Must we bury eccentricity under a cloak of political correctness?

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The Independent Culture
Is it more insulting to

believe disability is a

legacy of a previous life than that it's God's will?

"OFF WITH his head! Off with her head!" Let us call it Queen of Hearts syndrome after the bloodthirsty playing card monarch from Alice in Wonderland. It's an odd condition, this - distantly related to Tourette's - in which the sufferer loudly demands that a judge or a sportsperson - or a politician - should lose their job for something completely unrelated to their public function. And over the weekend two new figures, the England football boss Glenn Hoddle and the Tory MEP Tom Spencer, became victims of the rampant Queen of Hearts.

Hoddle first. On Sunday afternoon Margaret Hodge, the minister with responsibility for the disabled, described Hoddle as having uttered sentiments that those with disabilities would find "deeply insulting". In view of his comments, she said, she felt that it was "inappropriate that he should hold that place". Then, yesterday, Tony Blair added that if the reports were accurate Hoddle would find it difficult to stay. Brrrr! This is heavy stuff, the Prime Minister calling for a football manager to be sacked. It never happened to Terry Venables, even amid all the allegations about money and dodgy companies.

This isn't just a Labour thing. The Tory MP Peter Bottomley said that Hoddle's remarks were "not Christian, scientific or acceptable" (as if those three things had ever had anything to do with each other). Oddly, the previous month's victim of Queen of Hearts syndrome concurred. Former spin doctor Charlie Whelan argued in The Observer that Hoddle should resign because he wouldn't be able to stand up to all that pressure coming from those in the press calling for him to resign. An ingenious argument, but not, I feel, what Charlie was saying to Geoffrey Robinson all those months.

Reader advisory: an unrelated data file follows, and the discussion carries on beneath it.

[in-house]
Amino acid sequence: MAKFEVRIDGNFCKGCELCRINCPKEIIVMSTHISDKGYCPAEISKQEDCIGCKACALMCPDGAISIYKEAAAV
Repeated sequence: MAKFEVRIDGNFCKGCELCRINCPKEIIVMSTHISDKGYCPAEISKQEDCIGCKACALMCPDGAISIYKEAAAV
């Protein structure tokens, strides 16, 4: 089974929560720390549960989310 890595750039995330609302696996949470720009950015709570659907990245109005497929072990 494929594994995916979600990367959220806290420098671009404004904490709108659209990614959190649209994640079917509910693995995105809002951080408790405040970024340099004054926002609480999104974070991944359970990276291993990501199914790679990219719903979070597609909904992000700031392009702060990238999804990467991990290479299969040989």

This is what nasty old Glenn is reported to have said. "You and I," he told a journalist, "have been physically given two hands and two legs and half-decent brains. Some people have not been born like that for a reason. The karma is working from another lifetime. It is not only people with disabilities. What you sow, you have to reap. You have to look at things that happened in your life and ask why. It comes around."

That's it. Glenn believes that things happen in this existence as a consequence of events in previous lives. But why, lamented one sports writer, "was it necessary to get involved in discussions about the hereafter?" The answer is because Hoddle was asked. What should he have said? "No, I only talk about football." At this rate no one except musicians will dare to appear on Desert Island Discs.

I am not big on spiritualism and all that stuff myself. I think that Hoddle suffers from an under-educated intelligence: he's clever, but he has never been trained to use his mind. But, my God, he's far from being alone. One of my best friends is an immensely talented, sensitive and charismatic man. He is also, in religious terms, a kook. He has clapped happy with the happiest of clappies, has hung out with the ultra-liberals at St James's, Piccadilly, and is certain both that he has been reincarnated several times and that he has healing powers. He believes what Hoddle believes.

Now go into your local bookshop. The chances are that the "New Age" section is about three or four times as big as that devoted to "Science and Technology". Look at them: books on how spacemen built the pyramids, best-selling ahistorical nonsense by the likes of Graham Hancock and Erich von Daniken, endless bollocks about Templars and Rosicrucians.